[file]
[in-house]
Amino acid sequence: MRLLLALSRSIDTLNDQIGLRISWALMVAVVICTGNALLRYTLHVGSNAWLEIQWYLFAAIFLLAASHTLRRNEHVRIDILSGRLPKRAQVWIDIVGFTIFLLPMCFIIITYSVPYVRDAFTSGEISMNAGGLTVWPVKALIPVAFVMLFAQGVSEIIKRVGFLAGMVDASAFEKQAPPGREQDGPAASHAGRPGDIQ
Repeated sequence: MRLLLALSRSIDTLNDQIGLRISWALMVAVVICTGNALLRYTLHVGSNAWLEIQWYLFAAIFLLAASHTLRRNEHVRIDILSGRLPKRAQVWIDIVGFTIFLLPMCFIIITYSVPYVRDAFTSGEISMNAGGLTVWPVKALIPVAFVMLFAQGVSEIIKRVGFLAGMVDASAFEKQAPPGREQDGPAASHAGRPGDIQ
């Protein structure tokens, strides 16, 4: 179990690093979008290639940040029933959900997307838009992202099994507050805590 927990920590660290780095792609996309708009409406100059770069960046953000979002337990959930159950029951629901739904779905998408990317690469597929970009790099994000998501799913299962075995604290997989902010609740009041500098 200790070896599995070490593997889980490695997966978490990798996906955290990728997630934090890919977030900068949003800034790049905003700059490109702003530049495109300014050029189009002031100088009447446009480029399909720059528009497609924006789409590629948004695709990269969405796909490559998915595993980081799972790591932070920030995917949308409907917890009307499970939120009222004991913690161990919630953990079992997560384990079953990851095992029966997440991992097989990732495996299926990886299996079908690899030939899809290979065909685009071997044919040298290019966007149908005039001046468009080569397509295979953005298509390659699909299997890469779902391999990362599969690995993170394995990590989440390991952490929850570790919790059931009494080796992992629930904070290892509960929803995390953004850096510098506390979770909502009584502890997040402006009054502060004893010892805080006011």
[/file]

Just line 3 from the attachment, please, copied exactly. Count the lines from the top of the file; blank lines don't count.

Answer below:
Repeated sequence: MRLLLALSRSIDTLNDQIGLRISWALMVAVVICTGNALLRYTLHVGSNAWLEIQWYLFAAIFLLAASHTLRRNEHVRIDILSGRLPKRAQVWIDIVGFTIFLLPMCFIIITYSVPYVRDAFTSGEISMNAGGLTVWPVKALIPVAFVMLFAQGVSEIIKRVGFLAGMVDASAFEKQAPPGREQDGPAASHAGRPGDIQ